A pretty little member of the mustard family (Brassicaceae), Cardamine nuttallii goes by many common names, among which are Nuttall’s toothwort, oaks toothwort, slender toothwort, beautiful bittercress, and, like so many early bloomers, spring beauty. Because of its variability it has caused some taxonomic confusion, and has had several scientific names, including Cardamine pulcherrima, Cardamine quercetorum, Cardamine gemmatus, Dentaria gemmata, Dentaria tenella…
Sometimes I still forget that my picture identifications, especially with a wildly variable and extensive genus like Cardamine, are not reliable. So that once again I had to make a 2nd trip so as to positively identify a plant, even though ultimately I was correct that it was Cardamine nuttallii. I thought I had gotten lucky by having a photograph of an Enchoria lacteata moth nectaring at the flower, because it’s forewing length is about 11mm, which would make the petal about 8mm, and the style about 5mm. But the leaflets were a little off in a few cases, and I had failed to determine that it was perennial, rhizomatous, and that the stem narrowed significantly below ground.
It was, as usual, a wonderful trip to The Cliff, where we found a few more species of plants in bloom, as well as the emergence of Mesoleuca gratulata, several of which moths were nectaring on the Cardamine, providing some nice photo ops. And I was able to confirm all of the variables which added up to a positive identification of this plant as Cardamine nuttallii.
These early emergers are vitally important to many early flying insects. While we were there we saw, in addition to the 2 moths previously mentioned, several bumblebees (possibly Bombus vosnesenskii due to the early flight season), a few bee flies (probably Bombylius major based on the wing pattern), and a number of Syrphid flies (that I can’t even hazard a guess about without a much better look), in addition to many other small, flying insects, all of which were partaking of the bounty of nectar and pollen these flowers provide. And it is a bounty! My conservative estimate would put the number of Cardamine nuttallii flowers along that 200 yard stretch of road at about 500.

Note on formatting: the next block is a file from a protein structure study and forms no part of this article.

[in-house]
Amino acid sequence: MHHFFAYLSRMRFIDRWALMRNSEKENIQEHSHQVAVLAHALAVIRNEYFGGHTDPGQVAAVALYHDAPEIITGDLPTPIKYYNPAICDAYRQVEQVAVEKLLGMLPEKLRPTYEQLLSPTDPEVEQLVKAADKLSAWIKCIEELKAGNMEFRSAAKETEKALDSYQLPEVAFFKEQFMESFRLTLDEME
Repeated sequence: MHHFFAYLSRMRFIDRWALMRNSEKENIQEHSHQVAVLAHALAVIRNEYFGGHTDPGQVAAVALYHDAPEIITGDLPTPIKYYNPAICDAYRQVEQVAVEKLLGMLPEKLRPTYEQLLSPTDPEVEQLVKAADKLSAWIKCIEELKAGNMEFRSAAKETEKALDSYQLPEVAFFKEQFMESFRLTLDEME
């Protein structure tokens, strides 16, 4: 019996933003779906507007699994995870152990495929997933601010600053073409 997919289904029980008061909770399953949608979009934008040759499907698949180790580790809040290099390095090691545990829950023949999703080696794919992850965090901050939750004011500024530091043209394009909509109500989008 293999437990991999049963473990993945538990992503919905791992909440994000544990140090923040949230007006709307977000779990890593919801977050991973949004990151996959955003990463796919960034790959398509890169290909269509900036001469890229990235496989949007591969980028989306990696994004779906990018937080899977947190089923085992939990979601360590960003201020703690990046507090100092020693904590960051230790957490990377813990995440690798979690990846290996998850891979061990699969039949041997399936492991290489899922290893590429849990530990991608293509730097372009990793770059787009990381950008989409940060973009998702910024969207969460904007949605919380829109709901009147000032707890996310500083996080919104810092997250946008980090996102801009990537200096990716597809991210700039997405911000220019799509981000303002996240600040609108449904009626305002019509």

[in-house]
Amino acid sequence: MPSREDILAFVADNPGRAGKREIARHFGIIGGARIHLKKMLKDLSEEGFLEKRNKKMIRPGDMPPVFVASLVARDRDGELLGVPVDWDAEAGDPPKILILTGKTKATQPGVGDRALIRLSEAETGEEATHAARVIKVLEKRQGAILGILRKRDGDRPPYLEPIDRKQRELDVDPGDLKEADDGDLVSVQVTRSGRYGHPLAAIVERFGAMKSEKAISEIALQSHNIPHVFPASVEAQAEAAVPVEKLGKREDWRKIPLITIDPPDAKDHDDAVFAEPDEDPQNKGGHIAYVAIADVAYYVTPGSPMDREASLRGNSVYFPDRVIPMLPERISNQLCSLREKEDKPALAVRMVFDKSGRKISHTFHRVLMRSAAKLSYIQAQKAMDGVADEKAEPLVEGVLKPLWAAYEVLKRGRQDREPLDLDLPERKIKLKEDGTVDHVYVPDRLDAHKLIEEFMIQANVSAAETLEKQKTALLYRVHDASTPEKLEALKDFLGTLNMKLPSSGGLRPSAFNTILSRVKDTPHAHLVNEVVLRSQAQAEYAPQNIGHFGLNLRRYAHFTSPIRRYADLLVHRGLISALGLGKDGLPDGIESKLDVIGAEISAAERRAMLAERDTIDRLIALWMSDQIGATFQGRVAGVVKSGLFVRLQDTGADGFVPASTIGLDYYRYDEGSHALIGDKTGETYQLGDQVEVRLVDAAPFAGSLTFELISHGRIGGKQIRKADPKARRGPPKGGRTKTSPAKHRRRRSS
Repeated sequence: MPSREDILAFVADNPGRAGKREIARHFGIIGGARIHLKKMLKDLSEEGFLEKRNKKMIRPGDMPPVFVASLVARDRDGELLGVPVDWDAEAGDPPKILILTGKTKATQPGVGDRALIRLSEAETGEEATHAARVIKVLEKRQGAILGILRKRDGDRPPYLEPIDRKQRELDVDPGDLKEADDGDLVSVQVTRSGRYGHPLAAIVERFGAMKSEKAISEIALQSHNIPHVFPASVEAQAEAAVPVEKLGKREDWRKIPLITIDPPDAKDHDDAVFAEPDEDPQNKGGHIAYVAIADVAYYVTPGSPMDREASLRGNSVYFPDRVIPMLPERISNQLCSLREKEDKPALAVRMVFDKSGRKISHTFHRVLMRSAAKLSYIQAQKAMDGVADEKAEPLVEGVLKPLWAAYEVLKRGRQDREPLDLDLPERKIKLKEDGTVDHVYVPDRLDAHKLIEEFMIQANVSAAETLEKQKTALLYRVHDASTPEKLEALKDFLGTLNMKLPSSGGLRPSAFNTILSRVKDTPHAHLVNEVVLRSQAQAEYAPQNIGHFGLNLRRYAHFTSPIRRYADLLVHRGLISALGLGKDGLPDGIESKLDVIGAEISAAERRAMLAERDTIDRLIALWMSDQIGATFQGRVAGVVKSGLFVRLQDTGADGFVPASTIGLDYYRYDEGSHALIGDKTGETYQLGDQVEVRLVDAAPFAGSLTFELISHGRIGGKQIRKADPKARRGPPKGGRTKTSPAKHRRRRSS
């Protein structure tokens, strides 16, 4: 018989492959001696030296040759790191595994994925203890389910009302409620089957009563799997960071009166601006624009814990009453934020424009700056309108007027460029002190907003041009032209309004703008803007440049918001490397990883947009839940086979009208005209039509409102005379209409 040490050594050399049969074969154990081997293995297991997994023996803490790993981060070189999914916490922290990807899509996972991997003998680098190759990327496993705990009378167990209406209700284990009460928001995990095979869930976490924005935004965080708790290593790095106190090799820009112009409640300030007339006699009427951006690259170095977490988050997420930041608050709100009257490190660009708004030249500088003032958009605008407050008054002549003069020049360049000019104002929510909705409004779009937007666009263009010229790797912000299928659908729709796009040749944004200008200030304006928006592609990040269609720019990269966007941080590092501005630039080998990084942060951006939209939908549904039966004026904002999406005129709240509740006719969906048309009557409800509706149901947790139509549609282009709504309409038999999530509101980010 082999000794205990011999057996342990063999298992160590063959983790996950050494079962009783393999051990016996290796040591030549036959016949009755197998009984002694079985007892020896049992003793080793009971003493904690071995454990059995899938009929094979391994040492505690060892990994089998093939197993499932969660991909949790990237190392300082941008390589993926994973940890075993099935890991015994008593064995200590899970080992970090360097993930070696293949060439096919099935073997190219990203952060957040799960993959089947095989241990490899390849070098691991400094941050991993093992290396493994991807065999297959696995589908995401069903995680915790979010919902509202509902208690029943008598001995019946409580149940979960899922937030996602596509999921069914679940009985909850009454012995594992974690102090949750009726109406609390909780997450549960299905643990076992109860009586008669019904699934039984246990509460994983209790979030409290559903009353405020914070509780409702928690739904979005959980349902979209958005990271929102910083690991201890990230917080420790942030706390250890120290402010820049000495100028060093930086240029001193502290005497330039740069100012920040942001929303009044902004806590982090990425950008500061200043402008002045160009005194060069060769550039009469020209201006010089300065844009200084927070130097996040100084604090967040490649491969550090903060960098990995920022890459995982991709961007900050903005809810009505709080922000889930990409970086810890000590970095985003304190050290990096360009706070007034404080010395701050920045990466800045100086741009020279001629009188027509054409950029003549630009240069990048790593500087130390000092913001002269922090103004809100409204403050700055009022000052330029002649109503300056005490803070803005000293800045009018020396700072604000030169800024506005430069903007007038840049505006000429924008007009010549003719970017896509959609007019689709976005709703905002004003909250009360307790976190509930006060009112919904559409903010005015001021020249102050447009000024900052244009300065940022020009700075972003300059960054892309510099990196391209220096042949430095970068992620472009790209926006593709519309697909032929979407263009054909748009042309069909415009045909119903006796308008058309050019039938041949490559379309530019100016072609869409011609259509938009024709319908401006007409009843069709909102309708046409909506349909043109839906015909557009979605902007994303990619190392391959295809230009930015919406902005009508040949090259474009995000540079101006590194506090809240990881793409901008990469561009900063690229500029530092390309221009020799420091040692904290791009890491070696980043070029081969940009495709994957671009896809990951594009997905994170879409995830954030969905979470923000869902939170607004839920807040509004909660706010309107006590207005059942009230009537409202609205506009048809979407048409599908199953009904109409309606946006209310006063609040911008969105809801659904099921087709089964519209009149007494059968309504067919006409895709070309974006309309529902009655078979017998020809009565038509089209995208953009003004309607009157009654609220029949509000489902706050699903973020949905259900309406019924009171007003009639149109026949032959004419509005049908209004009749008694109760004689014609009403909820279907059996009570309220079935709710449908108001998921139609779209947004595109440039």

Description-Low growing perennial plant, rarely more than 8” tall, hairless, with unbranched stems; stem wider above ground than at rhizome; basal leaves round to heart shaped, sometimes lobed; 1-3 stem leaves with 3-5 leaflets, usually lanceolate, sometimes with small angular lobes, end leaflet 1-3cm long; flowers usually 1 (-3) at stem tip, pink to lavender (occasionally almost white), 3.5-5.5mm sepals, 8-15mm petals, 2-8mm style.
Similar species-Because almost all of the Cardamines occasionally have pink flowers, and C. nuttallii sometimes has whitish flowers, I’m going to list key points for most of the Cardamine sp. one might find; C. hirsuta, C. oligosperma, C. parviflora, C. pensylvanica are all annuals and lack rhizomes; C. californica, C. bellidifolia, C. cordifolia all have simple stem leaves, rather than leaflets; C. holmgrenii, C. breweri, C. angulata all have stems as wide above ground as at the rhizome; C. penduliflora has 5-12 leaflets per petiole; C. occidentalis has smaller flowers, with 2mm sepals, 4-6mm petals, and .5-1.5mm style.
Habitat-Moist to mesic mixed woodlands up to mid elevations.
Range– West Coast native; in our region it is found from the eastern slope of the Cascades to the Pacific Ocean, and in nw California.
Reproductive timing-Blooms March to May
Eaten by– The butterflies Anthocharis julia and A. sara, and Pieris marginalis, utilize it as a larval host, and it fills in for many other Lepidoptera who use mustards in general. As shown in the photos above the day flying (diurnal) moths Enchoria lacteata and Mesoleuca gratulata use it as a nectar source.
Etymology of names–Cardamine is from a Greek word for cress. The specific epithet nuttallii honors Thomas Nuttall (1786-1859), a botanist and general naturalist who explored and collected widely in America, and spent over a year in the PNW.